Board index » delphi » EXIF tags in JPEG files

EXIF tags in JPEG files


2005-04-03 03:32:41 AM
delphi4
I'm working on an app that modifies JPEG images, and I have the original
and modified images in two streams.
Is there a simple way to copy the EXIF info from the original to modified
file, without parsing the EXIF dictionaries? Something like...
1. Locate the relevant starting and ending markers in the 2 files; and
2. Merging the relevant bytes from the 1st stream into the 2nd.
I don't have ANY interest in the EXIF info; I just want to copy it, quickly
and easily.
One concern is whether this will result in broken pointers in the file (are
there any?).
TIA
Pete
 
 

Re:EXIF tags in JPEG files

Pete,
Quote
I'm working on an app that modifies JPEG images, and I have the original
and modified images in two streams.

Is there a simple way to copy the EXIF info from the original to modified
file, without parsing the EXIF dictionaries? Something like...

1. Locate the relevant starting and ending markers in the 2 files; and

2. Merging the relevant bytes from the 1st stream into the 2nd.

I don't have ANY interest in the EXIF info; I just want to copy it,
quickly
and easily.

One concern is whether this will result in broken pointers in the file
(are
there any?).
No, there are not. The following is from the top of my head, you may need to
check the specs to make sure it is completly correct.
A jpeg file is essentially a list of markers. Each marker starts with an $FF
byte. Next is a byte that identifies the particular marker. That byte is
different from $FF. If any $FF is needed in the actual data, it is replaced
by two subsequent $FF's. Thus, the jpeg looks like this:
any number of:
byte: $FF
byte: marker type identifier
any number of bytes, including any number of $FF $FF sequences
If you build a little code to parse jpegs, you will note that most start with
a fixed marker sequence. That is the JFIF sequence. Others will contain
EXIF, and another fixed marker sequence to start with. From that
observation, it should be feasable to build EXIF jpegs from JFIF sequence by
modifying the starter marker sequence, possibly throuwing around some makers
to do so, and insert the EXIF block in it.
Best regards,
Joris Van Damme
XXXX@XXXXX.COM
www.awaresystems.be/
Download your free TIFF tag viewer for windows here:
www.awaresystems.be/imaging/tiff/astifftagviewer.html
 

Re:EXIF tags in JPEG files

you can try dEXIF
mcguirez.homestead.com/downloads.html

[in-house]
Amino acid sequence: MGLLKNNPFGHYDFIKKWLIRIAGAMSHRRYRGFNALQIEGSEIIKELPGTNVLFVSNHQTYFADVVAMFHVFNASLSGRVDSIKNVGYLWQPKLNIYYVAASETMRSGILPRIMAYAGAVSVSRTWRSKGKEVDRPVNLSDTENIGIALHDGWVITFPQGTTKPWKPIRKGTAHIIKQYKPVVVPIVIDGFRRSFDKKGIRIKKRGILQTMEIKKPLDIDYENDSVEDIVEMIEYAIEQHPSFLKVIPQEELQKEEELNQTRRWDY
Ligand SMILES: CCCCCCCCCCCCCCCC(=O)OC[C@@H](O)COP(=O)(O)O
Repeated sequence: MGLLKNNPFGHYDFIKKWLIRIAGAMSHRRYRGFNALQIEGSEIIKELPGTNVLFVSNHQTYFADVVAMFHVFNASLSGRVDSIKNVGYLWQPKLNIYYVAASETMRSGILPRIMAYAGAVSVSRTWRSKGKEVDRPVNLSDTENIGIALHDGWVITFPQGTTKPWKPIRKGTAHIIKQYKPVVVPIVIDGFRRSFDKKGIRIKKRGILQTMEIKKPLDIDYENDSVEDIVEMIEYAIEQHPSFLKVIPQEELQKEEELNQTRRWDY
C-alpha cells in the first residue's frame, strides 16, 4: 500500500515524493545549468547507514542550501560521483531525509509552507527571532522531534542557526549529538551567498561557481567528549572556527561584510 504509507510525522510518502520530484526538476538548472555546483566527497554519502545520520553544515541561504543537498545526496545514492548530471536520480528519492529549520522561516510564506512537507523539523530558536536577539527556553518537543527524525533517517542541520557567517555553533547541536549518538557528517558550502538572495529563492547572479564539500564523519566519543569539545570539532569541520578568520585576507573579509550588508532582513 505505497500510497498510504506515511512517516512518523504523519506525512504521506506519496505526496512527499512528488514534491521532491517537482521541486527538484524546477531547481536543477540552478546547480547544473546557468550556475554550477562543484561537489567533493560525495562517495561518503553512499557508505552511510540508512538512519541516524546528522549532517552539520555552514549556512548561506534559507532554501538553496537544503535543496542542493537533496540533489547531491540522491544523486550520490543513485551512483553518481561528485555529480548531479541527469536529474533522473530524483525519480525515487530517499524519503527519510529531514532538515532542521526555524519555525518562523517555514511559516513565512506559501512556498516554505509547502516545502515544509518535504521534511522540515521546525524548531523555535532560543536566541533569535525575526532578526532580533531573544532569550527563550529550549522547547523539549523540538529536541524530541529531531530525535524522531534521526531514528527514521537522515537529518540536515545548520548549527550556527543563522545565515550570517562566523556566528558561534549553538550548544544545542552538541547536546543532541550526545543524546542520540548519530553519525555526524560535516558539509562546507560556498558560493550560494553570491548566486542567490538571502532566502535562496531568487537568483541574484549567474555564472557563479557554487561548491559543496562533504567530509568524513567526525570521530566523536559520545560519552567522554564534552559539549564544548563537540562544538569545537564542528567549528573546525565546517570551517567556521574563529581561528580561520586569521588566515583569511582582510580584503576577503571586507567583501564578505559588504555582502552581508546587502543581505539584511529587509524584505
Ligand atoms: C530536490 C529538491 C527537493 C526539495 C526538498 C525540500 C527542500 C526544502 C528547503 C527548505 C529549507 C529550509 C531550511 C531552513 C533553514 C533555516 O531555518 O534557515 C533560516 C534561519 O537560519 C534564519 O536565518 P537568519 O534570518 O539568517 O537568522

--
Samson Fu
"Pete" <XXXX@XXXXX.COM>writes news:vj04mk53zbm7$XXXX@XXXXX.COM...
Quote

I'm working on an app that modifies JPEG images, and I have the original
and modified images in two streams.

Is there a simple way to copy the EXIF info from the original to modified
file, without parsing the EXIF dictionaries? Something like...

1. Locate the relevant starting and ending markers in the 2 files; and

2. Merging the relevant bytes from the 1st stream into the 2nd.

I don't have ANY interest in the EXIF info; I just want to copy it, quickly
and easily.

One concern is whether this will result in broken pointers in the file (are
there any?).

TIA

Pete
 

Re:EXIF tags in JPEG files

Thanks for the tips guys.
I'm making good progress, except for one thing that has me stumped.
The size of the EXIF info in files seems to be nonsense. For example, I
have a JPEG file where the EXIF info starts with
FF E1 35 70 E x i f 00 00 M M 00...
which means $3570 = 13680 bytes of data in the EXIF section. But this is
much too large. It takes you into the middle of the actual image data.
Other tags (e.g. JFIF) have the correct size.
What am I missing here?
Pete
 

Re:EXIF tags in JPEG files

On Wed, 6 Apr 2005 09:46:44 -0700, Pete writes:
Quote
The size of the EXIF info in files seems to be nonsense. For example, I
have a JPEG file where the EXIF info starts with

FF E1 35 70 E x i f 00 00 M M 00...

which means $3570 = 13680 bytes of data in the EXIF section. But this is
much too large. It takes you into the middle of the actual image data.

Other tags (e.g. JFIF) have the correct size.

What am I missing here?
Well, what I was missing is that the EXIF data often includes a thumbnail
image (before the main one), and this can consume a significant number of
bytes. The EXIF byte size is correct, and all's working fine.